The Norman city clerk announced validating enough signatures to issue a recall election for Ward 3 Councilor Alison Petrone but not enough for Mayor Breea Clark, according to a released statement from the spokesperson Annahlyse Meyer.
The Ward 3 recall petition required signatures from 25 percent of voters registered in Ward 3, or 2,573 signatures, to be valid. In total, 3,444 signatures were submitted for Alison Petrone, and 2,580 were verified as eligible voters.
Clark expressed her relief that the recall question was over in a post on her Facebook page.
"My family and I are glad this process is over, and I want to thank them as well as our friends and residents for their unwavering support," she wrote. "I will continue to work tirelessly for our city and its residents as I have always done. At this crucial time, I want to encourage our residents to move past the divisiveness and focus on working together to create a better future for our city. There is much to be done in Norman, and it’s time to get to work."
The mayoral recall petition required signatures from 25 percent of voters registered in the city or 18,154 total signatures. Of the 20,661 signatures submitted, more than 3,600 were found to be invalid, making it impossible to meet the required number, Meyer said in a released statement. Signatures were found to be invalid for reasons such as not being a registered Norman voter, duplicate entries, unverifiable name or a name not matching the registered address, Meyer said. A final count will be available Tuesday.
Unite Norman, a group which organized in June to recall several city councilors and the mayor, said the fight is far from over.
“The city’s press release cites that in the mayor’s recall effort, some signatures may not match the registered voter’s registered addresses, however legal precedent in Oklahoma strongly shows that, if challenged, those signatures will likely count, if those citizens reside in Norman, regardless of any prior address used on their voter registration form. Many voters simply fail to update their addresses, and legal precedence shows that the favor will go to the voter,” their statement reads.
Ward 1 Kate Bierman, Petrone, Clark and Ward 7 Stephen Holman have retained legal counsel to fight the effort to recall their offices. It has hired the Norman Wohlgemuth Group in Tulsa. Crowe and Dunlevy recused due to a conflict of interest.
Targeted councilors intend to challenge the recall on the grounds that the charter does not require an affidavit for signatures, Bierman said. Unlike requirements for state initiative petitions, the charter does not require a notarized signature from a recall petition gatherer or designated person swearing the signatures were authentic and obtained legally.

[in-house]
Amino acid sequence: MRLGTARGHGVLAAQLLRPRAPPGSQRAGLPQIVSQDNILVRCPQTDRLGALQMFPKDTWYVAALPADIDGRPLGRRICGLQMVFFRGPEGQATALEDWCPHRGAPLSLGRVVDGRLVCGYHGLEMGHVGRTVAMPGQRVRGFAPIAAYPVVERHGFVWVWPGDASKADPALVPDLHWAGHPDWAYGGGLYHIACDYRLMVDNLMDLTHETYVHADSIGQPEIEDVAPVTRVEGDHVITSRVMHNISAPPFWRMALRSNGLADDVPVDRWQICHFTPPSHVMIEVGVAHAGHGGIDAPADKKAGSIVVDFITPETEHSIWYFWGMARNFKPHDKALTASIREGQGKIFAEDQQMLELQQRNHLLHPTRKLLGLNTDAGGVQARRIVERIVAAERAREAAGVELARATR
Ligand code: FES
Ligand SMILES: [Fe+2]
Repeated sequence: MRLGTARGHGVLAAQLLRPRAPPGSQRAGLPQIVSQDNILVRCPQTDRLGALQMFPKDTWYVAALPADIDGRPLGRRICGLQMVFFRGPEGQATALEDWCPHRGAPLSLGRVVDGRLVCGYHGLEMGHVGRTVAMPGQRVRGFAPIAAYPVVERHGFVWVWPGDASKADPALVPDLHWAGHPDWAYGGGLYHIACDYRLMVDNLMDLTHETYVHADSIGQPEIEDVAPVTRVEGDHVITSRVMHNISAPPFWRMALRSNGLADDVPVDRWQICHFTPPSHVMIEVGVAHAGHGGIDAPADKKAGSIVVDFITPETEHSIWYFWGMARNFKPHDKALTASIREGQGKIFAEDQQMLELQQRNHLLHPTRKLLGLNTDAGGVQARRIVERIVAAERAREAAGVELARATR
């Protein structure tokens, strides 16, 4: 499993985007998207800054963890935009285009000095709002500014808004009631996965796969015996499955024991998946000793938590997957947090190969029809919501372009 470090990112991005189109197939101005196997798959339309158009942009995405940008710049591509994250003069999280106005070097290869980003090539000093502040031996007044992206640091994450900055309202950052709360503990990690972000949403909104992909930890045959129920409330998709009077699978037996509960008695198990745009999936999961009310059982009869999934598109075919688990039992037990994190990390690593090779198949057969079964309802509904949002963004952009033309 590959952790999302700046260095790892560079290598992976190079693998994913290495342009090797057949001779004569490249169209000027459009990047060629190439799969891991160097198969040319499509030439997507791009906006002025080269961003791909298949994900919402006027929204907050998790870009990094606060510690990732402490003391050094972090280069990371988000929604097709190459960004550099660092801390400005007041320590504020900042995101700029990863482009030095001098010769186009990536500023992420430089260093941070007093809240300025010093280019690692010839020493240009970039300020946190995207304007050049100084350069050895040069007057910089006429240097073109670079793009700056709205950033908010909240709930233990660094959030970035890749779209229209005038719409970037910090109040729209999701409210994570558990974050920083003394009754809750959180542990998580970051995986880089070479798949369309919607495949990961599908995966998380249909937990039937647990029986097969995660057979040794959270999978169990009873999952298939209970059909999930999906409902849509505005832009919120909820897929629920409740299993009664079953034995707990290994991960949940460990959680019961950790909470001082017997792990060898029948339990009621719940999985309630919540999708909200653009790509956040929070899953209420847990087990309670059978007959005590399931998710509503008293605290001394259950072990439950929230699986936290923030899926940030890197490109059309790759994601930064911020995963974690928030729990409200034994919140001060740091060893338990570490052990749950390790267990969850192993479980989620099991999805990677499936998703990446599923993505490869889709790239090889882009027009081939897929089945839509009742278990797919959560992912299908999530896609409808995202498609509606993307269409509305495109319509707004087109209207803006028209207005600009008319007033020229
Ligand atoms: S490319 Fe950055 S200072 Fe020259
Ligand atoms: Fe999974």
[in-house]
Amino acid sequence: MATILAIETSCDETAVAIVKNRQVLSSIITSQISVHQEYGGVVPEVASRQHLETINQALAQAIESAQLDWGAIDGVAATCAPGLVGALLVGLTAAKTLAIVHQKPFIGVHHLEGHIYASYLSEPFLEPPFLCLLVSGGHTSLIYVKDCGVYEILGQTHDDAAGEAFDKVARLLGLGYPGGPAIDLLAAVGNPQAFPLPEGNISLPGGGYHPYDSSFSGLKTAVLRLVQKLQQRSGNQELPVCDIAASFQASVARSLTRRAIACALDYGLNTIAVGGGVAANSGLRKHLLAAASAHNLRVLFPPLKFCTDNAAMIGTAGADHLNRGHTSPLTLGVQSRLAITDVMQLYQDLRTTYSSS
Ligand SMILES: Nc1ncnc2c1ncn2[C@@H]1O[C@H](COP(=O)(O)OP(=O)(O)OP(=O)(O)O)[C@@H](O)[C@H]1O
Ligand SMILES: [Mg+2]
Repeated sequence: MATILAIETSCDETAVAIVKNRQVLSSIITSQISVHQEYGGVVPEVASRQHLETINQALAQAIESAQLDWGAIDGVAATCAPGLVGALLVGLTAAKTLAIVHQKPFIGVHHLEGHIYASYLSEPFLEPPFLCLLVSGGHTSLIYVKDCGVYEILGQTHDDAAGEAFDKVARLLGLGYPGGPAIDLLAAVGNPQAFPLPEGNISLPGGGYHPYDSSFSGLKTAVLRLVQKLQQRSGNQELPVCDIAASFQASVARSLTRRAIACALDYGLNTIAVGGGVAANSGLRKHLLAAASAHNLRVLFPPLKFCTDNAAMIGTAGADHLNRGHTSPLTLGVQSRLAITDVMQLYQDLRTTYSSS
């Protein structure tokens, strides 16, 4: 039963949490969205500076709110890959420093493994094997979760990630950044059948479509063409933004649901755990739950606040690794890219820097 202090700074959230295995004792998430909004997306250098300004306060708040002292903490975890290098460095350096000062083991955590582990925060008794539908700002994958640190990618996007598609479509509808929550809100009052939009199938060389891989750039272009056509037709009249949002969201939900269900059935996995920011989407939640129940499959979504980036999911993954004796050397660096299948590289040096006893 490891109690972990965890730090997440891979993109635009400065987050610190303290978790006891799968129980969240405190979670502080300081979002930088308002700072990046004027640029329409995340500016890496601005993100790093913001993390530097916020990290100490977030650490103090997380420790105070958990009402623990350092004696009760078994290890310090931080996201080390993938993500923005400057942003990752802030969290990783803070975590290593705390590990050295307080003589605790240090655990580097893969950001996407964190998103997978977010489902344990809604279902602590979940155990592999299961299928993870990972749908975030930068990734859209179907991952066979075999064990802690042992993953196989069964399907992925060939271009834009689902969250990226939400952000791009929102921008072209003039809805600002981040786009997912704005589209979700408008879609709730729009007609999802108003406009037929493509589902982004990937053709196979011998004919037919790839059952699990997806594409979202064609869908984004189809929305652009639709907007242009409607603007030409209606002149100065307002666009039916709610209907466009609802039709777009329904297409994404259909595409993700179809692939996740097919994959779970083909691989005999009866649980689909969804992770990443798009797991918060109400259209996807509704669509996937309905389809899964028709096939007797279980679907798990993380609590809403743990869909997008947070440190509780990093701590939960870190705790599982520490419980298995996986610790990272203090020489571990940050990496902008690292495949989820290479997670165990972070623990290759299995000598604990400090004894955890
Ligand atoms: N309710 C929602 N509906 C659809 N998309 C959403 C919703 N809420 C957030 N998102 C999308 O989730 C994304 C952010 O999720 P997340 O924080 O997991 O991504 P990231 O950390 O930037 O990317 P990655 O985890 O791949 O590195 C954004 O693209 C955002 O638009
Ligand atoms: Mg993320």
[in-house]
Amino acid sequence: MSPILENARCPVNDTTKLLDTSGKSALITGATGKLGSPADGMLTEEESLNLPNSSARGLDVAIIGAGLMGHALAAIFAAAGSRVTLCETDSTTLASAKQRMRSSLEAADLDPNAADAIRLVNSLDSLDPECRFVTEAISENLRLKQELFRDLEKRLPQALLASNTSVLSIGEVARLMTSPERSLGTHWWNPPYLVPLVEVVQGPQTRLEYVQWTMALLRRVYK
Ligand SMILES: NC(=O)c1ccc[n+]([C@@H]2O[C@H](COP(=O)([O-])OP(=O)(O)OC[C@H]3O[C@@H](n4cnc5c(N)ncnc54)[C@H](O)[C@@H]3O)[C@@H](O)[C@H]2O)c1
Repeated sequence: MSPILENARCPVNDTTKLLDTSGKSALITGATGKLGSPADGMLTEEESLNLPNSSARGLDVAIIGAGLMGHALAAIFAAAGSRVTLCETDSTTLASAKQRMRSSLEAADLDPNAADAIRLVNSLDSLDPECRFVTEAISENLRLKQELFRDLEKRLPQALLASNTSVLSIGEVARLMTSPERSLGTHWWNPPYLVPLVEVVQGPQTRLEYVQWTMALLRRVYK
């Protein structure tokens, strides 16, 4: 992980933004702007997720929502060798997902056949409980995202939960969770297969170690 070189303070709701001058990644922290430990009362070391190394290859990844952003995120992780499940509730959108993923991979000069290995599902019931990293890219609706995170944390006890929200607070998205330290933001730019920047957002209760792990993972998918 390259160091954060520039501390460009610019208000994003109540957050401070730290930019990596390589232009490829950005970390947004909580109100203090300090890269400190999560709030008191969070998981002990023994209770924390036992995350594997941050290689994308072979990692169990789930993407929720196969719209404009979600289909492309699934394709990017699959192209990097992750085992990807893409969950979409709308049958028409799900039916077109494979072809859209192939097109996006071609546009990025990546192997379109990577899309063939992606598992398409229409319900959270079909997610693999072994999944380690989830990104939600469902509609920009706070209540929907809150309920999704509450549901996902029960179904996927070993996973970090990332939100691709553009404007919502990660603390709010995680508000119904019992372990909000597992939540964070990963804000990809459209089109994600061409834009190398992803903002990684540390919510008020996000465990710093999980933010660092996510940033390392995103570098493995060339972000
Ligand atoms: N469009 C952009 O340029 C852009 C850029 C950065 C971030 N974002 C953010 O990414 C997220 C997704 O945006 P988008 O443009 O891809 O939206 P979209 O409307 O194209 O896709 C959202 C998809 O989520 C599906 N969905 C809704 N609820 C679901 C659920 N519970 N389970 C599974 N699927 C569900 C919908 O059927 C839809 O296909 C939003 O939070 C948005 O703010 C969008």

Bierman told The Transcript Monday she intends to publish the names of all citizens who signed the petition to a website, a move that Unite Norman characterized as “doxxing.”
“We want everyone to be able to search for themselves to make sure that no names ended up on that petition that they didn’t approve or sign themselves,” she said.
Unite Norman Co-Founder Russell Smith saw it another way.
“This potential doxxing of private citizens is nothing more than retribution and retaliation against citizens for simply exercising their right to petition their government,” he said. “This sort of nasty doxxing should have no place in the public discourse in Norman.”
“Doxxing is a dangerous practice that could lead to stalking, harassment, intimidation and worse,” said Sassan Moghadam, co-founder of Unite Norman. “The mayor and City Council should immediately come out and condemn these threats of exposing Norman citizens who simply exercised their right to petition to the government.”
Bierman said the website where signatures will appear has not been created yet as they are still planning to form a 527 nonprofit organization. The goal is to raise funds for the legal challenge and not on councilor’s campaigns, the Transcript reported previously.
Bierman said their attorneys did not require a retainer.
“These are important legal questions that need to be answered,” she said. “I found firms that recognize that we don’t have legal funds just set up and ready to go.”
A date for a recall election for Petrone cannot be set until the city council votes to approve a resolution.
She and fellow odd-numbered councilors will face their regularly scheduled elections in February while Clark’s election is not until 2022.
Petrone did not respond to a request for comment.
Mindy Ragan Wood